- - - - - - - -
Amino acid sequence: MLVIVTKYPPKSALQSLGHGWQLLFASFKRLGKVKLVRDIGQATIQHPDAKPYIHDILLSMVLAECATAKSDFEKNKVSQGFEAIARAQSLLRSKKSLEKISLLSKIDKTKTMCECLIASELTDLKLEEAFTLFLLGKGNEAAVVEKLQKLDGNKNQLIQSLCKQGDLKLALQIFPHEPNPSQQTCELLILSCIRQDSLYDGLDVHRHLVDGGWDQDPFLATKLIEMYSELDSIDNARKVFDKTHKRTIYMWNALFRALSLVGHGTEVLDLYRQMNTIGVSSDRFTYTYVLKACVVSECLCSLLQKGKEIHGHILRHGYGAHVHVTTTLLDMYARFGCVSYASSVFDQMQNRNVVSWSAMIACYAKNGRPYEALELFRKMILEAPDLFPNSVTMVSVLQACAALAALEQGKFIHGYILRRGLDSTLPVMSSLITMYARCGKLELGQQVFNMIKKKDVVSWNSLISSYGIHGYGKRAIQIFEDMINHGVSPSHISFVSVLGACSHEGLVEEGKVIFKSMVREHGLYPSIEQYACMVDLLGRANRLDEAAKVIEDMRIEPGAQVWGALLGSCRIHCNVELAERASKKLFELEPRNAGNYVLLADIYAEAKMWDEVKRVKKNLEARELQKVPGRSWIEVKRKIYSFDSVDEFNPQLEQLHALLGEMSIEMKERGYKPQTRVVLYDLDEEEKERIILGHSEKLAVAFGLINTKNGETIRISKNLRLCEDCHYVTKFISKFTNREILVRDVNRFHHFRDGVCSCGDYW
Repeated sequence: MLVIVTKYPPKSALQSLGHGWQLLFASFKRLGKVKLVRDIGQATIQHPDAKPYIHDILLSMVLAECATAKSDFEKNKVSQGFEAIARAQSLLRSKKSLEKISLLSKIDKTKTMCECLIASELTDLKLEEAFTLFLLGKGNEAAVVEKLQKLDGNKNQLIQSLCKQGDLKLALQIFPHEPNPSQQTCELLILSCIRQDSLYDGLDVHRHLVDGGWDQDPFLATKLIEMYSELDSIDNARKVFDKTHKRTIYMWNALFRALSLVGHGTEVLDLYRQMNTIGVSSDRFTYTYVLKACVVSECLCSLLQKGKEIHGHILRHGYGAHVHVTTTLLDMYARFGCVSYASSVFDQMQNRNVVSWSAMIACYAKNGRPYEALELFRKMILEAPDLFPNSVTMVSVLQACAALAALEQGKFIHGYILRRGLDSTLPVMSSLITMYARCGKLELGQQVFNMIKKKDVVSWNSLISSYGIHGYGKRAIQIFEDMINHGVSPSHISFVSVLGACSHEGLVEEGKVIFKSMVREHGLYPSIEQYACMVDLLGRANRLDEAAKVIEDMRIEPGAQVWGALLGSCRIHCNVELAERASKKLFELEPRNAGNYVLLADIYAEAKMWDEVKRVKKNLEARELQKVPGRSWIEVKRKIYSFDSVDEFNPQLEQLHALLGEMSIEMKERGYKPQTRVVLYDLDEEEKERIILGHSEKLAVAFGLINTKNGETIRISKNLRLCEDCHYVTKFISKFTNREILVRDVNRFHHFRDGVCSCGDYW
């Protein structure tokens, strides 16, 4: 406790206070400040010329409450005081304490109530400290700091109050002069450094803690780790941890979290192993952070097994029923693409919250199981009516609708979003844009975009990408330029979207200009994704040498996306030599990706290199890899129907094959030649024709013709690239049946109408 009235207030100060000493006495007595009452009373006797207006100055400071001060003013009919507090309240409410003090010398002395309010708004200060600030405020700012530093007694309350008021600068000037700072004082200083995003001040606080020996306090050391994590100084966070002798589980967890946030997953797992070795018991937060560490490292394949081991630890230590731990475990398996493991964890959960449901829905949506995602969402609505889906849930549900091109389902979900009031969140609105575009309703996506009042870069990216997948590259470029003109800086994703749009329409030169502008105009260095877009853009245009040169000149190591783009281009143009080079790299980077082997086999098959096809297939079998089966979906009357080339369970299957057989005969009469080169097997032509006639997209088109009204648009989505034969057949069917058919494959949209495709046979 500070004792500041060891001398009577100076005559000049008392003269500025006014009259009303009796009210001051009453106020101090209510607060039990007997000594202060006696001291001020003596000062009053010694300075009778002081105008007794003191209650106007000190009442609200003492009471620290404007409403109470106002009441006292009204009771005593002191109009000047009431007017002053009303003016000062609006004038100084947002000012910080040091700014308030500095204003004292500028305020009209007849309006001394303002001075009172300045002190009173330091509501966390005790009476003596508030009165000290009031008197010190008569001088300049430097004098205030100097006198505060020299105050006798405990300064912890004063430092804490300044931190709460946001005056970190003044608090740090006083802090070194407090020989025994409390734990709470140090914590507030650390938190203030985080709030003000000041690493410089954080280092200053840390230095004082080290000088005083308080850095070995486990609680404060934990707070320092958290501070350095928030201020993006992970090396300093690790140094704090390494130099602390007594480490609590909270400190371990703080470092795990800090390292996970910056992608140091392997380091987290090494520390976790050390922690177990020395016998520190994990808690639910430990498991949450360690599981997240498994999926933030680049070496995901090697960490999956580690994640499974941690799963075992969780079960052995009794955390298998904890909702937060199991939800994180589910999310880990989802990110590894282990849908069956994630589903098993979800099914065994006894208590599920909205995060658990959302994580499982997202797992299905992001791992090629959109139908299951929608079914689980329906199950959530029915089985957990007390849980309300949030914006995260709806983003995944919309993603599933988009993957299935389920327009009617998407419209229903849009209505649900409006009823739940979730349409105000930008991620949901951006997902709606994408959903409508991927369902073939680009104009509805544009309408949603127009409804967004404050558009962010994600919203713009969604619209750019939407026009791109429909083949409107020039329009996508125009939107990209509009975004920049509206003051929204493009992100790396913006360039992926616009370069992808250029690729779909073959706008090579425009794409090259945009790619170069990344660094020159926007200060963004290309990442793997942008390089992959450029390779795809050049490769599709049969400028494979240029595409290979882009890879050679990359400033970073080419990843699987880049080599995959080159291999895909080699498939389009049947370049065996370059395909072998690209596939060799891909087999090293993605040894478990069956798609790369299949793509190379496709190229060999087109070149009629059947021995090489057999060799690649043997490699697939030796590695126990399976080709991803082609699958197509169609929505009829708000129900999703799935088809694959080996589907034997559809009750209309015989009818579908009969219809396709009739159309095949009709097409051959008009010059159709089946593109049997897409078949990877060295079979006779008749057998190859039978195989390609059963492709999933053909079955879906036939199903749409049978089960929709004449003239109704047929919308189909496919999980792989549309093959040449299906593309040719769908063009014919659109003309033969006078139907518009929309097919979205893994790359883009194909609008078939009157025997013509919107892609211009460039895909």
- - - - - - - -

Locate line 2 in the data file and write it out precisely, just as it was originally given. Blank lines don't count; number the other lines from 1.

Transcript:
Repeated sequence: MLVIVTKYPPKSALQSLGHGWQLLFASFKRLGKVKLVRDIGQATIQHPDAKPYIHDILLSMVLAECATAKSDFEKNKVSQGFEAIARAQSLLRSKKSLEKISLLSKIDKTKTMCECLIASELTDLKLEEAFTLFLLGKGNEAAVVEKLQKLDGNKNQLIQSLCKQGDLKLALQIFPHEPNPSQQTCELLILSCIRQDSLYDGLDVHRHLVDGGWDQDPFLATKLIEMYSELDSIDNARKVFDKTHKRTIYMWNALFRALSLVGHGTEVLDLYRQMNTIGVSSDRFTYTYVLKACVVSECLCSLLQKGKEIHGHILRHGYGAHVHVTTTLLDMYARFGCVSYASSVFDQMQNRNVVSWSAMIACYAKNGRPYEALELFRKMILEAPDLFPNSVTMVSVLQACAALAALEQGKFIHGYILRRGLDSTLPVMSSLITMYARCGKLELGQQVFNMIKKKDVVSWNSLISSYGIHGYGKRAIQIFEDMINHGVSPSHISFVSVLGACSHEGLVEEGKVIFKSMVREHGLYPSIEQYACMVDLLGRANRLDEAAKVIEDMRIEPGAQVWGALLGSCRIHCNVELAERASKKLFELEPRNAGNYVLLADIYAEAKMWDEVKRVKKNLEARELQKVPGRSWIEVKRKIYSFDSVDEFNPQLEQLHALLGEMSIEMKERGYKPQTRVVLYDLDEEEKERIILGHSEKLAVAFGLINTKNGETIRISKNLRLCEDCHYVTKFISKFTNREILVRDVNRFHHFRDGVCSCGDYW